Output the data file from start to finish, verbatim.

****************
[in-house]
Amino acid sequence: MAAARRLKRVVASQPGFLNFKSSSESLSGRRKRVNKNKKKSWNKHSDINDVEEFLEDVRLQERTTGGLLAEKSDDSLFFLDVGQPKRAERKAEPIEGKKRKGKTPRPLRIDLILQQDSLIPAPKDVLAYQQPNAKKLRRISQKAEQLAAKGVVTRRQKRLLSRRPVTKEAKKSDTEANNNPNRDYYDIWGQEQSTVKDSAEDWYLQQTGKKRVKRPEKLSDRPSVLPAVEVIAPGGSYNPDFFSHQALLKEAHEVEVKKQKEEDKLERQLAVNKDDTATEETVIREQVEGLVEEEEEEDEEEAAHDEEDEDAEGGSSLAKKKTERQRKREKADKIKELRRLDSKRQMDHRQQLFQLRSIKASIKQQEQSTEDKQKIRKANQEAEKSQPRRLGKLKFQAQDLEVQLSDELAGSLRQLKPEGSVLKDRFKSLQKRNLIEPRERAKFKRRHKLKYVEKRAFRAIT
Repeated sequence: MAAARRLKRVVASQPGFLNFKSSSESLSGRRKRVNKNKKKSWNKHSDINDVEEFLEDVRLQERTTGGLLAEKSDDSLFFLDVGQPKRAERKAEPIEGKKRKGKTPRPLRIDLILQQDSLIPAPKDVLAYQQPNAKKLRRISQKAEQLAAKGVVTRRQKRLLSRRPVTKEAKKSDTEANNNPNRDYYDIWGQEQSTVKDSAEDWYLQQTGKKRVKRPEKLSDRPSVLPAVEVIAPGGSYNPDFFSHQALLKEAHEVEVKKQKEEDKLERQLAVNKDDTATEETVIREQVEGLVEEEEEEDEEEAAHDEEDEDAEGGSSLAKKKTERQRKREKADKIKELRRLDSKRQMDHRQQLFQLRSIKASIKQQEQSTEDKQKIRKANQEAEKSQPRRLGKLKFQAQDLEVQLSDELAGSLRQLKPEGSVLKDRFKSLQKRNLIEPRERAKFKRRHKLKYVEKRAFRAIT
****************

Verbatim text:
[in-house]
Amino acid sequence: MAAARRLKRVVASQPGFLNFKSSSESLSGRRKRVNKNKKKSWNKHSDINDVEEFLEDVRLQERTTGGLLAEKSDDSLFFLDVGQPKRAERKAEPIEGKKRKGKTPRPLRIDLILQQDSLIPAPKDVLAYQQPNAKKLRRISQKAEQLAAKGVVTRRQKRLLSRRPVTKEAKKSDTEANNNPNRDYYDIWGQEQSTVKDSAEDWYLQQTGKKRVKRPEKLSDRPSVLPAVEVIAPGGSYNPDFFSHQALLKEAHEVEVKKQKEEDKLERQLAVNKDDTATEETVIREQVEGLVEEEEEEDEEEAAHDEEDEDAEGGSSLAKKKTERQRKREKADKIKELRRLDSKRQMDHRQQLFQLRSIKASIKQQEQSTEDKQKIRKANQEAEKSQPRRLGKLKFQAQDLEVQLSDELAGSLRQLKPEGSVLKDRFKSLQKRNLIEPRERAKFKRRHKLKYVEKRAFRAIT
Repeated sequence: MAAARRLKRVVASQPGFLNFKSSSESLSGRRKRVNKNKKKSWNKHSDINDVEEFLEDVRLQERTTGGLLAEKSDDSLFFLDVGQPKRAERKAEPIEGKKRKGKTPRPLRIDLILQQDSLIPAPKDVLAYQQPNAKKLRRISQKAEQLAAKGVVTRRQKRLLSRRPVTKEAKKSDTEANNNPNRDYYDIWGQEQSTVKDSAEDWYLQQTGKKRVKRPEKLSDRPSVLPAVEVIAPGGSYNPDFFSHQALLKEAHEVEVKKQKEEDKLERQLAVNKDDTATEETVIREQVEGLVEEEEEEDEEEAAHDEEDEDAEGGSSLAKKKTERQRKREKADKIKELRRLDSKRQMDHRQQLFQLRSIKASIKQQEQSTEDKQKIRKANQEAEKSQPRRLGKLKFQAQDLEVQLSDELAGSLRQLKPEGSVLKDRFKSLQKRNLIEPRERAKFKRRHKLKYVEKRAFRAIT